Cleaner fish more self-aware than thought

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A study published in February calls into question the widely held belief that fish are stupid, by showing that they can recognise their own reflection.

Masanori Kohda and Alex Jordan from Osaka City University in Japan and their colleagues tested bluestreak cleaner wrasse (Labroides dimidiatus) with a classic measure of self-awareness – whether they respond to a mark on their body that is only visible to them in their reflection in a mirror. This task requires that an organism is able to understand that their reflection is, in some way, them.

They found that the wrasse were fascinated by their own reflection, attempting social interactions and making peculiar movements towards the image. When the team attached a coloured tag visible only in the mirror, the fish tried to remove the foreign object like they would a parasite.

Human babies can pass the mark test from about 18 months of age, as can chimpanzees, elephants, dolphins and corvids. However, this type of self-awareness has never been reported in fish before. These results suggest either that self-awareness may be more widespread than previously thought, or that the mark test is a poor measure of self-awareness in non-human animals, the authors say. If so, results from previous studies may not truly indicate self-awareness.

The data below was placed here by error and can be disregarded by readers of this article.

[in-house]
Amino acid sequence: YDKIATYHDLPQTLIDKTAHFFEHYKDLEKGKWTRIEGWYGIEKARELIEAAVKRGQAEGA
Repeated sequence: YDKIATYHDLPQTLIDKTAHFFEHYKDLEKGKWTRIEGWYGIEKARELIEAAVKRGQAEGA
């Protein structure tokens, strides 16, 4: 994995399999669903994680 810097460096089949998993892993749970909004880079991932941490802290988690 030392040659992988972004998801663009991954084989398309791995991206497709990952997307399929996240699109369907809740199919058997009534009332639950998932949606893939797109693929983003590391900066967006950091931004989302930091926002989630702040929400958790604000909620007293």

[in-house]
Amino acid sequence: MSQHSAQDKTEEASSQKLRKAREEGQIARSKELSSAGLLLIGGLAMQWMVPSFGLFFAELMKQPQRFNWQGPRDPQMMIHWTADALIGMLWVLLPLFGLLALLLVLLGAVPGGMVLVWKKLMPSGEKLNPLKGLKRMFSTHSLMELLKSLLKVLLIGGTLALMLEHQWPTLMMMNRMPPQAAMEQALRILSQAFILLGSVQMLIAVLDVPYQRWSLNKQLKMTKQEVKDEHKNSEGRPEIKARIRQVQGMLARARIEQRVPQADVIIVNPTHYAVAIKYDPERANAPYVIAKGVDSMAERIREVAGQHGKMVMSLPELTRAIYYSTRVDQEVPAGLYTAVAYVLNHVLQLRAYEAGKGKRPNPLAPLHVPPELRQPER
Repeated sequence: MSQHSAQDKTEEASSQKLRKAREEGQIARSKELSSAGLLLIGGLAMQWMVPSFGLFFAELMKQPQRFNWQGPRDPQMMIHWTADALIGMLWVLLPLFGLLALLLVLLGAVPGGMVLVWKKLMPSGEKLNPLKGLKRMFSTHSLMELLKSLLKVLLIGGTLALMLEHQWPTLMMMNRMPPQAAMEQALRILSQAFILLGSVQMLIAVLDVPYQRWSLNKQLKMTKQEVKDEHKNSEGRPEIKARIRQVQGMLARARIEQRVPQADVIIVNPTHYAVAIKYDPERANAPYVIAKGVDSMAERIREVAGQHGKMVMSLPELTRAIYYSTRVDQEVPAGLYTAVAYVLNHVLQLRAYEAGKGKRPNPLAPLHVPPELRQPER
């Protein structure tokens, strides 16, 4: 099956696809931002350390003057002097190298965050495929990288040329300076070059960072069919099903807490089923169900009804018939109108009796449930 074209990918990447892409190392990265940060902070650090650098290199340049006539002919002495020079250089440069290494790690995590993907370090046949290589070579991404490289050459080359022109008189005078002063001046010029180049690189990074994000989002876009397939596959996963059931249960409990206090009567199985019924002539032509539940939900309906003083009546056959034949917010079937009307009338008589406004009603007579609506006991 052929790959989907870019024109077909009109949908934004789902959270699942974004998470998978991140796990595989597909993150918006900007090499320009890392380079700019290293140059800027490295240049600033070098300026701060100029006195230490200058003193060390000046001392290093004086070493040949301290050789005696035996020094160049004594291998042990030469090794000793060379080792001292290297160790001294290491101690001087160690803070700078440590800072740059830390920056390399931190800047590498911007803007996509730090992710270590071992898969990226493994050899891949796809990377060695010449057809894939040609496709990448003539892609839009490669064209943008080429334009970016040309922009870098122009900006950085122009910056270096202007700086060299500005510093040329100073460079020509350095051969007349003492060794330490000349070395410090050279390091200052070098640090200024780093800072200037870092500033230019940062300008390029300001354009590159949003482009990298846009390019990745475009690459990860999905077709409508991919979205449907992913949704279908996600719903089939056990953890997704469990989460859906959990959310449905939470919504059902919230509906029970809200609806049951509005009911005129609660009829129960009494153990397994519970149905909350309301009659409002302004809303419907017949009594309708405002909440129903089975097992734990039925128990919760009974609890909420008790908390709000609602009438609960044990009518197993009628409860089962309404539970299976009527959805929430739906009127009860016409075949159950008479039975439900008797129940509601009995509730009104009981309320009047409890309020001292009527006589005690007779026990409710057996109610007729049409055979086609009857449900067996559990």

Want to Know More?

Kohda, M., Hotta, T., Takeyama, T., Awata, S., Tanaka, H., Asai, J. Y., & Jordan, A. L. (2019). If a fish can pass the mark test, what are the implications for consciousness and self-awareness testing in animals?. PLoS biology17(2), e3000021.

Featured image by David Clode on Unsplash

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